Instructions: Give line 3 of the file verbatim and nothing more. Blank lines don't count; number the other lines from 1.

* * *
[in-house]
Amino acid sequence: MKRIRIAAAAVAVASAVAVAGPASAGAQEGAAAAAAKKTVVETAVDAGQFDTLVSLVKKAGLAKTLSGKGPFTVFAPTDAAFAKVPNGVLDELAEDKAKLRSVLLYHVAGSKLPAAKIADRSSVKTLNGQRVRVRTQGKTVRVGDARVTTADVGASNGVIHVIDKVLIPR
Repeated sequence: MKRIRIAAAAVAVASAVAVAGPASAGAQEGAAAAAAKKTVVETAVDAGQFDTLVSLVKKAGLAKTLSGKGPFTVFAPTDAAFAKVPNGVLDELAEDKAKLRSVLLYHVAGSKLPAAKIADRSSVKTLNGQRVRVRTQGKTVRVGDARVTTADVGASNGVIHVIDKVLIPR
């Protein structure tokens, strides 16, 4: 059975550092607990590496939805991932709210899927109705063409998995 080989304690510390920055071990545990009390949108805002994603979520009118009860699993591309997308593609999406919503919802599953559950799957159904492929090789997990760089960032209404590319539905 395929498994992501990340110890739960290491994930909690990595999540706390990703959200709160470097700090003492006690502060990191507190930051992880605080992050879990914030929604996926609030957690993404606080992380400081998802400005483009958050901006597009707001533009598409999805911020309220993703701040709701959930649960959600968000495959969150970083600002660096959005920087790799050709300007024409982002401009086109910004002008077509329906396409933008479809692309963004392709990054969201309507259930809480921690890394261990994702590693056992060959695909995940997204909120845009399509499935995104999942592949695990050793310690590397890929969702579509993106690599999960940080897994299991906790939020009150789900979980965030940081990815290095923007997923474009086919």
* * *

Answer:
Repeated sequence: MKRIRIAAAAVAVASAVAVAGPASAGAQEGAAAAAAKKTVVETAVDAGQFDTLVSLVKKAGLAKTLSGKGPFTVFAPTDAAFAKVPNGVLDELAEDKAKLRSVLLYHVAGSKLPAAKIADRSSVKTLNGQRVRVRTQGKTVRVGDARVTTADVGASNGVIHVIDKVLIPR